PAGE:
The equity markets continued their slow downward move last week. The S&P 500 Index closed the week –0.5%, the NASDAQ –0.7% and the Dow was flat. Small capitalization stocks and oil bucked the trend. The U.S. 10-year Treasury bond yield increased to 1.363% at Friday’s close versus 1.343% the previous week.
Nine companies in the S&P 500 Index that are on the front end of the third quarter reporting cycle are scheduled to report earnings this week. The heart of the quarterly earnings season won’t start until October. The current forecast for third quarter earnings for the S&P 500 Index is +29.5%. The main driver of the market over the next few weeks is likely to be the macroeconomic impacts of the spending bills currently in Congress and the impact of any announcements from the Federal Reserve regarding its economic outlook and eventual taper of monthly bond purchases.
Initial unemployment claims for the week of September 11th increased to 332,000 versus the previous week at 312,000. Continuing claims for September 4th were 2.665 million versus 2.852 million the week prior. More sustainable progress on job growth is likely to be a key topic for the Federal Reserve meeting this week.
In our Dissecting Headlines section, we look at the upcoming Federal Reserve meeting.
Financial Market Update
Dissecting Headlines: Upcoming Federal Reserve Meeting
The Federal Reserve’s Federal Open Market Committee (FOMC) meets this Tuesday and Wednesday. While we expect them to keep the Fed Funds target interest rate at 0% to 0.25%, there are a few other items that bear watching for this meeting.
For meetings that occur on the quarter-end months, in this case September, the FOMC releases economic projections for GDP growth, the unemployment rate, inflation, and what each member believes the appropriate Fed Funds rate should be.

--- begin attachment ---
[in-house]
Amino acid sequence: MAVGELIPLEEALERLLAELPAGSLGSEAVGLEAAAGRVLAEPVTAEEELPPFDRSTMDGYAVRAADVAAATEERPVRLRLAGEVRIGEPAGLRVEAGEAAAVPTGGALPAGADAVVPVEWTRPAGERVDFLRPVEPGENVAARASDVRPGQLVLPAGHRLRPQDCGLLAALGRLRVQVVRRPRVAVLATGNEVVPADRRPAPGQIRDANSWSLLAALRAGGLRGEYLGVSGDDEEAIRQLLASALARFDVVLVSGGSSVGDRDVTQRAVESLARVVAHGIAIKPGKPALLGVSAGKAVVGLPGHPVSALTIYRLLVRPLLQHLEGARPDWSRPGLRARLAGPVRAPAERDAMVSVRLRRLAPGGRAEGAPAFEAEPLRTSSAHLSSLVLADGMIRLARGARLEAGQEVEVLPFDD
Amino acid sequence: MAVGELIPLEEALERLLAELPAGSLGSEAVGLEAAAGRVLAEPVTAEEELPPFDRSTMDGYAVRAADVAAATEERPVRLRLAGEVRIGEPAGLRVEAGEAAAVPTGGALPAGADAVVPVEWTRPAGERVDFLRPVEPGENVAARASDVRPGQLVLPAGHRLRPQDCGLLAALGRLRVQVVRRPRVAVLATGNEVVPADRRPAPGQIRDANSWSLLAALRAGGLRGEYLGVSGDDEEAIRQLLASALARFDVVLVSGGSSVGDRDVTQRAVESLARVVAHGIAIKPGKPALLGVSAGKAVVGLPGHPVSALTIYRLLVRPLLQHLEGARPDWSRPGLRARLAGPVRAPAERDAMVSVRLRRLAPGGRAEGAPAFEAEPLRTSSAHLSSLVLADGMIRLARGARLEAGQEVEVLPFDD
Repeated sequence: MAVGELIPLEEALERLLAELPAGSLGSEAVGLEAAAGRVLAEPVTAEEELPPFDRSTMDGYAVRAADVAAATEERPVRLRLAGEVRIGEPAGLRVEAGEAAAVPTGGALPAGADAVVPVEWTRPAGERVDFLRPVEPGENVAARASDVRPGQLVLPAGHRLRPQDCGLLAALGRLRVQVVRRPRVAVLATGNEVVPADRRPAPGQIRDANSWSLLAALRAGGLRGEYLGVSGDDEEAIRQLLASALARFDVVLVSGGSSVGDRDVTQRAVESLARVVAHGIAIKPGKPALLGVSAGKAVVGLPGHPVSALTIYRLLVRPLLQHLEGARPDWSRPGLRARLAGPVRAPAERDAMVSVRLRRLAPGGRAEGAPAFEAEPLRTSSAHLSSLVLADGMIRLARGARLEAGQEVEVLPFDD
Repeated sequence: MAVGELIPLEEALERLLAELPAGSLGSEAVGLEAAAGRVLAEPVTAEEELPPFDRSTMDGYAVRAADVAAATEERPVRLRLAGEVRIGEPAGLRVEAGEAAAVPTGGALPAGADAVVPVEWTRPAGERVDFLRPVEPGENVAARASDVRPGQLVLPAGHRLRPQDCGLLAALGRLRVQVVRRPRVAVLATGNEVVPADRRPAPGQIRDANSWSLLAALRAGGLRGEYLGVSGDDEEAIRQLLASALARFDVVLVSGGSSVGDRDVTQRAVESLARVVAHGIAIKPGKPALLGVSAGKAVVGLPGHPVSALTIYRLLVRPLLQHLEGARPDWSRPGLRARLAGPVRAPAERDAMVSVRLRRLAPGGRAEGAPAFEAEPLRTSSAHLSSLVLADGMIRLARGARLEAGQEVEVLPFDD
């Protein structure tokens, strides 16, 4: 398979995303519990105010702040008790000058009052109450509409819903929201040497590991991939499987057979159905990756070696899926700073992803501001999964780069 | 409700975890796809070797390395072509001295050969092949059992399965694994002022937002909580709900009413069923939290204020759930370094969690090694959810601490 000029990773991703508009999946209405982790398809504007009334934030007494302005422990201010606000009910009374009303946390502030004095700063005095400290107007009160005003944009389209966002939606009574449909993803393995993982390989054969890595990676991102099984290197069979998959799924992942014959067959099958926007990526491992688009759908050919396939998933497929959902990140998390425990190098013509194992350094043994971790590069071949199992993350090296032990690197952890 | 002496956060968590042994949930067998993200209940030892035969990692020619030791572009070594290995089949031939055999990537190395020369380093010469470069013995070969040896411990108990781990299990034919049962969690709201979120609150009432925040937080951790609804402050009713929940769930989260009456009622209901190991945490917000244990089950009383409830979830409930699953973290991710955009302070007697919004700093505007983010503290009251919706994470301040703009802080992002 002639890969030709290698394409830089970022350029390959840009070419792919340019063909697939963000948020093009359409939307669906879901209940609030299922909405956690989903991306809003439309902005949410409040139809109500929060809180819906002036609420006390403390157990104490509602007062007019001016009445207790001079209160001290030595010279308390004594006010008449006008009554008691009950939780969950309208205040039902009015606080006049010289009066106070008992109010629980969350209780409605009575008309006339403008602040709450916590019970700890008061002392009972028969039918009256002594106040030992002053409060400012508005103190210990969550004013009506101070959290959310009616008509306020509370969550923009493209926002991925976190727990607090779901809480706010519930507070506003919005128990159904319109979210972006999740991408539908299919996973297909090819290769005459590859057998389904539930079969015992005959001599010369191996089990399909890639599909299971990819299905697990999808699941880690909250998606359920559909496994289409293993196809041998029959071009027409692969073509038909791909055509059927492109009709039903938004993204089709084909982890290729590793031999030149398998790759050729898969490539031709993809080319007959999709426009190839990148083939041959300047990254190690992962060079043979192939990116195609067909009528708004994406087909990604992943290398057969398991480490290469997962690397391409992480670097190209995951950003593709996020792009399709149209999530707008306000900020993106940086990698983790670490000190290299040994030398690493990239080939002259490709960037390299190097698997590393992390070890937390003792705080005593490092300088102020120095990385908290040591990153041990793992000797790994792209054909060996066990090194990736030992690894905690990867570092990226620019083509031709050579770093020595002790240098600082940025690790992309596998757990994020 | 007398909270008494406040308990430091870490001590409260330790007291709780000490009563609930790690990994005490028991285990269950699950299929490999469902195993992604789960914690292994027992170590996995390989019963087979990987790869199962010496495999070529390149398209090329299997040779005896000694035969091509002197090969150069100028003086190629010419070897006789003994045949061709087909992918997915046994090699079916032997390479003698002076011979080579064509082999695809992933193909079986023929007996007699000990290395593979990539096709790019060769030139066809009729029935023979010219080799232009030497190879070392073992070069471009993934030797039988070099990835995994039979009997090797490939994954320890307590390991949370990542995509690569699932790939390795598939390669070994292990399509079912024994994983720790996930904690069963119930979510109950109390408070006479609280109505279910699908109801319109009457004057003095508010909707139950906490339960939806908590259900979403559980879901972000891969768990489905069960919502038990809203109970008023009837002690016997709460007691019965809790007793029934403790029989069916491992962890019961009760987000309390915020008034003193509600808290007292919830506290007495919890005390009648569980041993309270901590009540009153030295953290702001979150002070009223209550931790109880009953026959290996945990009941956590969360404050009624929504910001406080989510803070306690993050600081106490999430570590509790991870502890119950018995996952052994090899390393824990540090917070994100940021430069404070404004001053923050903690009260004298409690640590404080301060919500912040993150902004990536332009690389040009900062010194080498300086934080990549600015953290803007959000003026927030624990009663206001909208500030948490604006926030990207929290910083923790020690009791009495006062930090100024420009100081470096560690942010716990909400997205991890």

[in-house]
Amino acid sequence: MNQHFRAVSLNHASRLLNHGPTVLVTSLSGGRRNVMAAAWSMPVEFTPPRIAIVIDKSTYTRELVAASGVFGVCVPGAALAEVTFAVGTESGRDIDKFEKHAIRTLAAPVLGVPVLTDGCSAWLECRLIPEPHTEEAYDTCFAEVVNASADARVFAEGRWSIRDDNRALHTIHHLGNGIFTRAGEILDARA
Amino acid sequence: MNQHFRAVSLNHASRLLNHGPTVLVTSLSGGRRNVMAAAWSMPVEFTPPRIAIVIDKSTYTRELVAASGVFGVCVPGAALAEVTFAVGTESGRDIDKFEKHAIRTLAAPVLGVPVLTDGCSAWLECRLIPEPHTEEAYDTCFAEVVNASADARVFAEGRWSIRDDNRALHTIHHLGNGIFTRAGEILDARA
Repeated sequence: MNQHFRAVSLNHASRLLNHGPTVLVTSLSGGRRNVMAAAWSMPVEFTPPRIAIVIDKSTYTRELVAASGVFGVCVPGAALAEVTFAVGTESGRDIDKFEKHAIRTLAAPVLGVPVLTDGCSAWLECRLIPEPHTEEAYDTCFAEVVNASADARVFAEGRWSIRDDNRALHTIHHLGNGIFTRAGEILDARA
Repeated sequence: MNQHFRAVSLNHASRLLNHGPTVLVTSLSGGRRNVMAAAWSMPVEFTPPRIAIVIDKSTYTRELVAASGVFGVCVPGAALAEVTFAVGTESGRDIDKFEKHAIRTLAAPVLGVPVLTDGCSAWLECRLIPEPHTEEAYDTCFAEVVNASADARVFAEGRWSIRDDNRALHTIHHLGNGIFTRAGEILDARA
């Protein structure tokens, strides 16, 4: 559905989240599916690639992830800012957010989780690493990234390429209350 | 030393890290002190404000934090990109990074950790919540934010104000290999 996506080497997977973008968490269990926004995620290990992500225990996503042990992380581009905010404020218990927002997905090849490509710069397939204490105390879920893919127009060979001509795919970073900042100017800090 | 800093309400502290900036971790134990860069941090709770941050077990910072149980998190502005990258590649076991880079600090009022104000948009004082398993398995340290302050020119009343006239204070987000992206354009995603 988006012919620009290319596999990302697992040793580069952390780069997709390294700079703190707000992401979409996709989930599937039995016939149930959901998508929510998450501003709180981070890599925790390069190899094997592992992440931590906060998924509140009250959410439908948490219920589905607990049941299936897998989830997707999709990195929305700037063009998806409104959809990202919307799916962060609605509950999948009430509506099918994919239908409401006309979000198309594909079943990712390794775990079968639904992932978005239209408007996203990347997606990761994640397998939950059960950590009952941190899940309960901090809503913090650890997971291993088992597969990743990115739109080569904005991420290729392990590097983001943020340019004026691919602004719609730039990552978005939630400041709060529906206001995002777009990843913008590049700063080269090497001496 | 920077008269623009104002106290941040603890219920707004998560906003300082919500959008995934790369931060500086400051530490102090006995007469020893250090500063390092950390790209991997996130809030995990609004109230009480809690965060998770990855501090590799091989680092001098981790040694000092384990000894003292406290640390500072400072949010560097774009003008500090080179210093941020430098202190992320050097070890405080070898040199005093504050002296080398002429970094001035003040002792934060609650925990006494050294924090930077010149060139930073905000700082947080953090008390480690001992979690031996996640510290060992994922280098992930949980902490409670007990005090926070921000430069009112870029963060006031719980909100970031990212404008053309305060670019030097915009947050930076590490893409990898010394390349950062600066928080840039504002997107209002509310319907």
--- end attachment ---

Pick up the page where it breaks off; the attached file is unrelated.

The “assessment of appropriate monetary policy”, also known as the “dot plot” gives clues as to when policy on short-term interest rates may change. At the last quarterly meeting in June, the 2023 median projection for short-term rates increased from 0.1% to 0.6% for 2023. This was an explicit shift that rates would likely start going up in late 2022 to early 2023.
The projections for GDP growth may also be worth a look. The current debate around the infrastructure plan, budget, debt ceiling, and COVID measure could swing projections for economic growth at this meeting or the December quarterly.
The biggest question for the FOMC currently is when will the tapering of monthly bond purchases begin and how quickly will the Fed move through the process. Prior to the August employment report and with momentum behind the spending bills, it was likely the tapering of bond purchases could begin in October. Several Fed officials were out “jawboning” to that course of action. With a poor showing for job growth in August and the opposition to the large spending bills, there is a chance this action could be pushed out by a month or two. Either way, it is very likely a taper is completed before the first half of 2022.
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